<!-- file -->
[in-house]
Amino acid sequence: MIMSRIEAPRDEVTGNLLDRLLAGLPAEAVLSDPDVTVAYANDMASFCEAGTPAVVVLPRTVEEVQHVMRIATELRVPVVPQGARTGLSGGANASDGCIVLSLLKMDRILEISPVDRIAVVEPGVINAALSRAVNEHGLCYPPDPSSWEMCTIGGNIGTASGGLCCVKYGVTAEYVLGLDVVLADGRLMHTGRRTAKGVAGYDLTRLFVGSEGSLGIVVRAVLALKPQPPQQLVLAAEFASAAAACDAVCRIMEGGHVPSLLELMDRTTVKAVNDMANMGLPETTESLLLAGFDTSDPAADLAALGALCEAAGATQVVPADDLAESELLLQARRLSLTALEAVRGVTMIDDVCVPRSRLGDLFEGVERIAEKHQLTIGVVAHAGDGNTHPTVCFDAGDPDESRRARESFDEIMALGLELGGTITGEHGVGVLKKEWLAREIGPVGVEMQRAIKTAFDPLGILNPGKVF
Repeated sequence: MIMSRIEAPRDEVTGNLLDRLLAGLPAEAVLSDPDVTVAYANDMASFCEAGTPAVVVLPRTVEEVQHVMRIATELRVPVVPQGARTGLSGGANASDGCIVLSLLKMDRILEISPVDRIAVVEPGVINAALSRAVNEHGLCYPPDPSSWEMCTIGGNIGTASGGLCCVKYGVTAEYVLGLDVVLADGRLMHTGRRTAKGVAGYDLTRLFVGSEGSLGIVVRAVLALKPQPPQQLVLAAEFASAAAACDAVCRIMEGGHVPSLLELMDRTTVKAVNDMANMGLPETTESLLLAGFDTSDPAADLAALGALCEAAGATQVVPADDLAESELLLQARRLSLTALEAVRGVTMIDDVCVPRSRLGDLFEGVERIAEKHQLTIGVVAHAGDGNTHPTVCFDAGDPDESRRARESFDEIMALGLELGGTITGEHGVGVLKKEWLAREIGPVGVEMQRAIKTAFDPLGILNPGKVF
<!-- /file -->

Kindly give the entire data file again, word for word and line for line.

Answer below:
[in-house]
Amino acid sequence: MIMSRIEAPRDEVTGNLLDRLLAGLPAEAVLSDPDVTVAYANDMASFCEAGTPAVVVLPRTVEEVQHVMRIATELRVPVVPQGARTGLSGGANASDGCIVLSLLKMDRILEISPVDRIAVVEPGVINAALSRAVNEHGLCYPPDPSSWEMCTIGGNIGTASGGLCCVKYGVTAEYVLGLDVVLADGRLMHTGRRTAKGVAGYDLTRLFVGSEGSLGIVVRAVLALKPQPPQQLVLAAEFASAAAACDAVCRIMEGGHVPSLLELMDRTTVKAVNDMANMGLPETTESLLLAGFDTSDPAADLAALGALCEAAGATQVVPADDLAESELLLQARRLSLTALEAVRGVTMIDDVCVPRSRLGDLFEGVERIAEKHQLTIGVVAHAGDGNTHPTVCFDAGDPDESRRARESFDEIMALGLELGGTITGEHGVGVLKKEWLAREIGPVGVEMQRAIKTAFDPLGILNPGKVF
Repeated sequence: MIMSRIEAPRDEVTGNLLDRLLAGLPAEAVLSDPDVTVAYANDMASFCEAGTPAVVVLPRTVEEVQHVMRIATELRVPVVPQGARTGLSGGANASDGCIVLSLLKMDRILEISPVDRIAVVEPGVINAALSRAVNEHGLCYPPDPSSWEMCTIGGNIGTASGGLCCVKYGVTAEYVLGLDVVLADGRLMHTGRRTAKGVAGYDLTRLFVGSEGSLGIVVRAVLALKPQPPQQLVLAAEFASAAAACDAVCRIMEGGHVPSLLELMDRTTVKAVNDMANMGLPETTESLLLAGFDTSDPAADLAALGALCEAAGATQVVPADDLAESELLLQARRLSLTALEAVRGVTMIDDVCVPRSRLGDLFEGVERIAEKHQLTIGVVAHAGDGNTHPTVCFDAGDPDESRRARESFDEIMALGLELGGTITGEHGVGVLKKEWLAREIGPVGVEMQRAIKTAFDPLGILNPGKVF